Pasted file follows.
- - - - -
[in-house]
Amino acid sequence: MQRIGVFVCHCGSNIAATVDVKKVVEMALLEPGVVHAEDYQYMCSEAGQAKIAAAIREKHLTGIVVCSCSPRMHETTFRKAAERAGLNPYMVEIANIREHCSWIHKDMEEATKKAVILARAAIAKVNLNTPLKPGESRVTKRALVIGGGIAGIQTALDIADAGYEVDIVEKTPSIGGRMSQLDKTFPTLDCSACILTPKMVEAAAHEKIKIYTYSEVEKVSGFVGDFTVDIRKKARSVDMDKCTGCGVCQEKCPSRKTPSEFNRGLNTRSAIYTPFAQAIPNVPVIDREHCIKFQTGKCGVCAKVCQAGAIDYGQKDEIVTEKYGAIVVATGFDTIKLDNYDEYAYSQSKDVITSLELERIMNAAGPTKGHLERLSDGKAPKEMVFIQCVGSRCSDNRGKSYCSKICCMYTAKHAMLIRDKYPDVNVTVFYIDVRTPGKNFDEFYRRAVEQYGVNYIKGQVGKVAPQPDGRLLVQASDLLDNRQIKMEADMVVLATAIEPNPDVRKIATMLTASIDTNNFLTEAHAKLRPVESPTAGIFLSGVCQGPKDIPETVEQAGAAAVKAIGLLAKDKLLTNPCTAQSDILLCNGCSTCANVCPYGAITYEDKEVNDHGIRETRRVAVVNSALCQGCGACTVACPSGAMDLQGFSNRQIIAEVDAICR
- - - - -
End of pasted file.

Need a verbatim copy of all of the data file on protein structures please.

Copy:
[in-house]
Amino acid sequence: MQRIGVFVCHCGSNIAATVDVKKVVEMALLEPGVVHAEDYQYMCSEAGQAKIAAAIREKHLTGIVVCSCSPRMHETTFRKAAERAGLNPYMVEIANIREHCSWIHKDMEEATKKAVILARAAIAKVNLNTPLKPGESRVTKRALVIGGGIAGIQTALDIADAGYEVDIVEKTPSIGGRMSQLDKTFPTLDCSACILTPKMVEAAAHEKIKIYTYSEVEKVSGFVGDFTVDIRKKARSVDMDKCTGCGVCQEKCPSRKTPSEFNRGLNTRSAIYTPFAQAIPNVPVIDREHCIKFQTGKCGVCAKVCQAGAIDYGQKDEIVTEKYGAIVVATGFDTIKLDNYDEYAYSQSKDVITSLELERIMNAAGPTKGHLERLSDGKAPKEMVFIQCVGSRCSDNRGKSYCSKICCMYTAKHAMLIRDKYPDVNVTVFYIDVRTPGKNFDEFYRRAVEQYGVNYIKGQVGKVAPQPDGRLLVQASDLLDNRQIKMEADMVVLATAIEPNPDVRKIATMLTASIDTNNFLTEAHAKLRPVESPTAGIFLSGVCQGPKDIPETVEQAGAAAVKAIGLLAKDKLLTNPCTAQSDILLCNGCSTCANVCPYGAITYEDKEVNDHGIRETRRVAVVNSALCQGCGACTVACPSGAMDLQGFSNRQIIAEVDAICR